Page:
New York City Police Commissioner William J. Bratton has been making the rounds, since his recent appointment, preaching the virtues of what he calls “collaborative policing.” At a forum Wednesday sponsored by the Local Initiatives Support Corp., parallels between Bratton’s latest campaign and the Obama administration’s policing philosophy became clear: It’s all about the community.

“We’re there to work with, we’re there to help, we’re here to partner with,” Bratton said. “[Community developers] work with us to fix broken windows. To improve quality of life and improving quality of life and showing that the neighborhood cares, that people care, that cops care.”

He shared the day with U.S. Attorney General Eric H. Holder Jr. and Secretary of Housing and Urban Development Shaun Donovan. Each touted community engagement as critical to effective policing.

Holder discussed what he called a smart-on-crime approach, including reforming drug sentences so they don’t become life sentences. In August he announced a new Justice policy that low-level, nonviolent drug offenders would not be charged with offenses that lead to severe mandatory sentences.

On Wednesday, Holder also discussed other ways to improve communities, including giving tax incentives to businesses looking to help revitalize poorer neighborhoods.

“At a time when many organizations and interest groups were laser-focused on their own individual silos of responsibility, this group reminded us of the power of broader thinking and the value of working together,” Holder said of LISC.

Last Thursday, President Obama launched the “Promise Zones” initiative, a comprehensive federal plan intended to target and raise up poverty-stricken areas. Community partnerships are an integral part of the strategy.

Donovan, who was with Holder last week at the White House, recalled that Obama had said “he isn’t that different from the young people living in poverty today. There was a period of time in his life where he was, in his words, “goofing off.” The only difference was that his environment was more forgiving than others.”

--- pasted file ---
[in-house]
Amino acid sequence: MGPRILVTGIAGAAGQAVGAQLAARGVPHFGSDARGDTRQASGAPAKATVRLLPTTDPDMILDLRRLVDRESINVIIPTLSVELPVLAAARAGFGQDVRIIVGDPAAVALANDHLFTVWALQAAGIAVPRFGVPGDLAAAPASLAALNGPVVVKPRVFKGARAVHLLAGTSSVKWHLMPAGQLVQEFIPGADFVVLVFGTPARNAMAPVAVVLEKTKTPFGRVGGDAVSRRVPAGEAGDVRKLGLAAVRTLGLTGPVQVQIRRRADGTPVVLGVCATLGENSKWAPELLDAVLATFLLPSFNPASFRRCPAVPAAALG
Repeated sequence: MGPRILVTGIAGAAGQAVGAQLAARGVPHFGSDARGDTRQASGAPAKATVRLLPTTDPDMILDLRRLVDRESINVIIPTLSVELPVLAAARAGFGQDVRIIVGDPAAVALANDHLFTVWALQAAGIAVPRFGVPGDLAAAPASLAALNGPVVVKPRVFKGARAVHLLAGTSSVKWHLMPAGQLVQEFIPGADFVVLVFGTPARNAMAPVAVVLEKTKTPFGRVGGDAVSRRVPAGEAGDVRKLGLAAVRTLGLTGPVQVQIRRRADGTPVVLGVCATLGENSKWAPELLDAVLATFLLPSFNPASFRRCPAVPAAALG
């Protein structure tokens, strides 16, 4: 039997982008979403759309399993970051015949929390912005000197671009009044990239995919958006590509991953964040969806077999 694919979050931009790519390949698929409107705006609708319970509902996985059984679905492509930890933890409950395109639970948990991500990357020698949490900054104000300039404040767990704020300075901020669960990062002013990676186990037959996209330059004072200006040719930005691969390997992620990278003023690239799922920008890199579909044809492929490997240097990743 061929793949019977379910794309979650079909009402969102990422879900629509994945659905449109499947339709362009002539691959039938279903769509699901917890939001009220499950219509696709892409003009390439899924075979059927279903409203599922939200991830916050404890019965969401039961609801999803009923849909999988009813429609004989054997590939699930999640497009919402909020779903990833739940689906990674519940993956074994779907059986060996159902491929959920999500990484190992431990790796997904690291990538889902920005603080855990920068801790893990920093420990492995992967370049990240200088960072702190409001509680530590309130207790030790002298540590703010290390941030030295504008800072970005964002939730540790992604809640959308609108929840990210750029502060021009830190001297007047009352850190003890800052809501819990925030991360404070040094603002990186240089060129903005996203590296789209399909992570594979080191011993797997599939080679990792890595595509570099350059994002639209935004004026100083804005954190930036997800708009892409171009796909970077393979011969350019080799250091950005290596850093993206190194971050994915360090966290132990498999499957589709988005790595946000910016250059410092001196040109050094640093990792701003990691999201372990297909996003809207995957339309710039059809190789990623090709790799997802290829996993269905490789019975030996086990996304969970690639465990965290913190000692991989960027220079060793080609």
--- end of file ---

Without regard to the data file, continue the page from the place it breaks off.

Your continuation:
It’s this more holistic approach that the recently appointed police commissioner Bratton is embracing. Since Mayor Bill de Blasio appointed Bratton, the police commissioner has been emphasizing “collaborative policing.”

In what sounded like an ode to the past, Bratton said police need to be in the community and part of the community. But he added that policing is not done by police alone. Community development and communication are essential in making the streets safer.

“I think as we move into the 21st century, there is more of an emphasis on the partnership component of community policing” he said. “You’re going to hear a lot in my speech the terms collaborate and collaborative. It’s a theme that I’m wrapping my arms around.”

During Bratton’s first stint as police commissioner (1994-96), he espoused the “broken windows theory,” the idea that petty crime begets majors crime, and that the police need to have a zero-tolerance policy with minor infractions. The approach called for confronting petty crimes — from turnstile jumping in the subway to graffiti — early.

But the Bratton of today is emphasizing a bottom-up approach—and the importance of trust in the police.

Bratton also addressed the NYPD’s extensive and highly criticized use of a stop-and-frisk programs in recent years, saying that he wanted to regain the trust of New Yorkers that’s been lost because of the controversial program. “The tool, an essential tool of policing, was overapplied for an extended period,” Bratton said.

LISC, which was founded in 1980, originated from a pilot program in East New York, a community with a long-running history of high crime rates. The forum, held at the Ford Foundation, called “Safe Streets, Strong Communities,” included two panels, one of which addressed ways in which Philadelphia and Los Angeles have targeted high-crime hot spots.

Said Donovan: “Too often in the past we thought of the police alone as being responsible for public safety. I think more and more of what we’ve understood here in New York and other places is that public safety is best achieved through a partnership. With the advent of community policing, we really saw residents of the neighborhood as an asset in crime-fighting rather than just part of the general public.”

Hiatt is a freelance writer.